Motion Transfer

Next, I like to assess a bed’s motion transfer, or the amount of motion that’s detectable from one side of the mattress to the other. Though this test is important for all sleepers, it’s especially beneficial for those who share their bed with a partner or pet, as it’ll demonstrate whether or not you’ll be bothered by movements while you slumber.

To gauge a bed’s motion transfer, I conduct a bounce test in which I drop a 10 lb steel ball from heights of four, eight, and twelve inches. Before letting the ball fly free, I set up a seismograph on the other side of the bed to measure the intensity of these bounces, which it does by producing a line graph marking their frequencies. On top of using this graph, I like to have a coworker lay on one side of the bed and tell me if they can feel me making movements on the other side. These tests together help me better understand how bothersome a toss and turn in the night could be for someone.

An example of motion transfer results


When measuring a mattress’s cooling capabilities, we take a few different factors into consideration. First, there’s the bed’s construction. As a rule, a mattress with springs in its construction leaves more room for air to flow through the bed. There are of course exceptions to this rule, but in general, if you’re an especially hot sleeper, you’ll want to consider a hybrid or innerspring. Latex is also a naturally cooling material, so something with latex foam may do the trick.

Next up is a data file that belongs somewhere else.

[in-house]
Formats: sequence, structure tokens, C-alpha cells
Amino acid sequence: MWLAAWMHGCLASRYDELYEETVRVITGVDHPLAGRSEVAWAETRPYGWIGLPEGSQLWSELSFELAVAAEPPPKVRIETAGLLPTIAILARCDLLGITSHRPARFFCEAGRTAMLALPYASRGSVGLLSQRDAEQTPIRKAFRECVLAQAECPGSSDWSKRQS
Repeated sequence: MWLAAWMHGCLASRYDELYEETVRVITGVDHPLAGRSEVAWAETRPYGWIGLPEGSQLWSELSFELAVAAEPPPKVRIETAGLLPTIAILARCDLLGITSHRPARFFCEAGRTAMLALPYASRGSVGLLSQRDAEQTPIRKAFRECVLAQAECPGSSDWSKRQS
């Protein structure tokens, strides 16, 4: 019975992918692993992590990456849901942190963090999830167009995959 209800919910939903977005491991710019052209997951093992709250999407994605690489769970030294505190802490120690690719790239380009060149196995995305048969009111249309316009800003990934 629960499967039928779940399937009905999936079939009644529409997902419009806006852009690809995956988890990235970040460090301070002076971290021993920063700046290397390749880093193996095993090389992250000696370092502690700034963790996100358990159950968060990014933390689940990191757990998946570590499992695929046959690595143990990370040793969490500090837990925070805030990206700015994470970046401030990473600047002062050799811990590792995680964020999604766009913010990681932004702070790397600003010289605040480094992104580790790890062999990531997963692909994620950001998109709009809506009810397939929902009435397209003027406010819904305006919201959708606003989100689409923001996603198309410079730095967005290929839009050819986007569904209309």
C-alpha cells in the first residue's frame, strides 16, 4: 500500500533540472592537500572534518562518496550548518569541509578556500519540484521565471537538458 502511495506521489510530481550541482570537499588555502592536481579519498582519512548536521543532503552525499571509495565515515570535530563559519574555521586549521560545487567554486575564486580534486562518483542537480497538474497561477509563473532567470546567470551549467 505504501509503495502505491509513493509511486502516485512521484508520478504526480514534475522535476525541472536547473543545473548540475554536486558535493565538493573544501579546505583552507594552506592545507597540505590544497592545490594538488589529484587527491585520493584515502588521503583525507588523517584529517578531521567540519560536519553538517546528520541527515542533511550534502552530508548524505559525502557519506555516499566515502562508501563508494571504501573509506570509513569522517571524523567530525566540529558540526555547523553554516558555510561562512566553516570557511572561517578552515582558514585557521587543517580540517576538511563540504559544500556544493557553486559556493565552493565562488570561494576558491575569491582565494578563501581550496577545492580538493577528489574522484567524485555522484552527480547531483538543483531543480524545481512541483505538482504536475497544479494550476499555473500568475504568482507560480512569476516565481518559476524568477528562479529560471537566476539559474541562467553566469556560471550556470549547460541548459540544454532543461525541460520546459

After we’ve looked at a mattress’s construction, we simply lie down on it to see how hot or cooling it feels. Finally, we read its temperature with our thermal gun. This is a device that uses thermal imaging to show how much a mattress heats up after we lie down on it for five minutes. If it heats up more than 15 degrees Fahrenheit, we consider the mattress to have poor cooling capabilities. 10 to 15 degrees indicates decent cooling, 5 to 10 degrees indicates good cooling, and less than 5 degrees indicates excellent cooling. 

Below, you can see the thermal imaging from the Saatva Rx mattress, both before and after our tester laid down on it.

Thermal gun reading on Saatva Rx
Thermal gun reading on Saatva Rx

After combining all of the different testing areas, we give the mattress its final cooling score. In the case of the Saatva Rx, its temperature increase indicated good cooling. When combined with its hybrid construction and the fact that we simply felt cooled down while resting on the mattress, we gave the bed a final cooling score of 4.5 out of 5.